Giuseppe La Loggia

Giuseppe La Loggia

Giuseppe La Loggia (May 1, 1911 – March 2, 1994) was an Italian politician.

BiographyEdit

Giuseppe La Loggia was lawyer and university professor of labor law at the University of Palermo. Son of Enrico La Loggia, Undersecretary of Finance in 1921, one of the proponents of the Sicilian Statute, and father of the former minister Enrico La Loggia.

He was elected deputy to the Sicilian Regional Assembly among the ranks of the Christian Democracy in 1947, and remained so until 1967. He immediately became Assessor for agriculture and forests in the first and second Alessi governments (from 30 May 1947 to 8 March 1948 and from 9 March 1948 to 11 January 1949) and later Assessor for finance in the first and second Restivo governments (from 12 January 1949 until the end of the legislature and from 20 July 1951 until the end of the legislature). From 1955 to 1956 he held the role of President of the ARS.

In 1956 he was elected President of the Sicilian Region. n October 1958, Giuseppe La Loggia, whose political action was supported by DC secretary Amintore Fanfani, was vehemently attacked by many of his party companions and was forced to resign as president of the region. Silvio Millazzo was elected President at his post, in whose government there were representatives of both the Italian Communist Party and the Italian Social Movement. This event took the name "Milazzo operation", from which the neologism "Millazzismo" also derived.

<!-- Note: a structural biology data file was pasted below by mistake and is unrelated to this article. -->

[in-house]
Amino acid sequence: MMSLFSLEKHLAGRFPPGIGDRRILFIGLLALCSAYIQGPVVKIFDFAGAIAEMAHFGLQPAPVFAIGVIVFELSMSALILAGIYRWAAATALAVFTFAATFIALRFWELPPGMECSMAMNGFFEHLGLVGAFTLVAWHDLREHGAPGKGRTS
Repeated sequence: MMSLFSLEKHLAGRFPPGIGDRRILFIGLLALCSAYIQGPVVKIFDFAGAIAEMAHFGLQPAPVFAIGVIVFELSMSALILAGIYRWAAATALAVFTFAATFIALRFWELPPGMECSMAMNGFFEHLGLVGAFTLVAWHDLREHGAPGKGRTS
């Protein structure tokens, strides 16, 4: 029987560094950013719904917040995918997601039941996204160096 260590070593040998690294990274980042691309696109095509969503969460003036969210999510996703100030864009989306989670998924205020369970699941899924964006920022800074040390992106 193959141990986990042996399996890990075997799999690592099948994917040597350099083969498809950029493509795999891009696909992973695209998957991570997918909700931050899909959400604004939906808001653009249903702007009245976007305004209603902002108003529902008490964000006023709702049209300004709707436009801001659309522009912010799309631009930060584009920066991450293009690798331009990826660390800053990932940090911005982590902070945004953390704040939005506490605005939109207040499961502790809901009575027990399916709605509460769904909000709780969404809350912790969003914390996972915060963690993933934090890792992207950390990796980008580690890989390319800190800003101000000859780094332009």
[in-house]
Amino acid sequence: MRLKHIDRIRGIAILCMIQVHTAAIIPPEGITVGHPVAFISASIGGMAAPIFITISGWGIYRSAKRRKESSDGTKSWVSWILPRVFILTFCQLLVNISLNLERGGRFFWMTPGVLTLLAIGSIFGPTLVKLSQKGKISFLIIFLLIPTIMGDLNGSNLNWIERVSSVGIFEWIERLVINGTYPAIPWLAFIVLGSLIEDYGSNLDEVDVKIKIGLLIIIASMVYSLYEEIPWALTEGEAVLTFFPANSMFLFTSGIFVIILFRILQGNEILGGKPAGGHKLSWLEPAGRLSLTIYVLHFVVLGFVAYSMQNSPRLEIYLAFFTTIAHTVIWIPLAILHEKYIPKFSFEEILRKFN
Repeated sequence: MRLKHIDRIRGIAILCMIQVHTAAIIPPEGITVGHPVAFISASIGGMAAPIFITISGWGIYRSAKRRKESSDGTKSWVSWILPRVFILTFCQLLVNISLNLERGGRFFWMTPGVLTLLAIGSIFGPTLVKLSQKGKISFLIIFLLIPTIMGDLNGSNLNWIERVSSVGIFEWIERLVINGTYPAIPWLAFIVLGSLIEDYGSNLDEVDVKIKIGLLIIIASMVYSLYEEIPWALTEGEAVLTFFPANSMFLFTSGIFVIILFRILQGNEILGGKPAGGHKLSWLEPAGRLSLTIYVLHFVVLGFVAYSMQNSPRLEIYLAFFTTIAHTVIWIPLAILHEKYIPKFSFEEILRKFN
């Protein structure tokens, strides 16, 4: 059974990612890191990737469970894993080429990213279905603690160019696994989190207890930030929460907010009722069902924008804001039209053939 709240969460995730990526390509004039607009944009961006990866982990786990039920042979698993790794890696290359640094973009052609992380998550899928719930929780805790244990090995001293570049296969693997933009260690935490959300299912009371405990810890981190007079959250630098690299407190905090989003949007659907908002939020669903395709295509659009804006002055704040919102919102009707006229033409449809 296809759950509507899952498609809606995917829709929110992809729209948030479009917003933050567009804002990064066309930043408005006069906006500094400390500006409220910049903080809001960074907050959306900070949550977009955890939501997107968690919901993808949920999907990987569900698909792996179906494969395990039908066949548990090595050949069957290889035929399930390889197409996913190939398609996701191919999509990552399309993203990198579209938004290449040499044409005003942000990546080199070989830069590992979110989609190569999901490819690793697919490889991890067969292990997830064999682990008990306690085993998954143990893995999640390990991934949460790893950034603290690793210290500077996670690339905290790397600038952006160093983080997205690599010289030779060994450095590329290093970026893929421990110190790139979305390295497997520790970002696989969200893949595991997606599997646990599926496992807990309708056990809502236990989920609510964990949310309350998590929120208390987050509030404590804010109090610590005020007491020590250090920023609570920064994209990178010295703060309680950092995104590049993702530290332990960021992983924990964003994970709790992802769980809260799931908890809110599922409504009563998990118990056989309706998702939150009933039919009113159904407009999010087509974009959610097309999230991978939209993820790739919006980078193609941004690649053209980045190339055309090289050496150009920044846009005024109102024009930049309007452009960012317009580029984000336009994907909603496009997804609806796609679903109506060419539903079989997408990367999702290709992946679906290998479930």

Subsequently, La Loggia was regional Assessor for tourism from 1963 to 1964, mayor of Cattolica Eraclea from 1962 to 1965 and also the first president of ESPI, the Sicilian body for industrial promotion, a position he held from 1967 to 1968.

In 1968 he was elected to the Chamber of Deputies, where he kept his seat until 1983. He was then appointed judge to the Council of State and, subsequently, President of the State polygraphic institute. He died in Rome on 2 March 1994.

BibliographyEdit

  • AAVV L'attività parlamentare di Giuseppe La Loggia, Palermo, 2004, 2 voll. (Introduzione di Guido Lo Porto), Quaderni ARS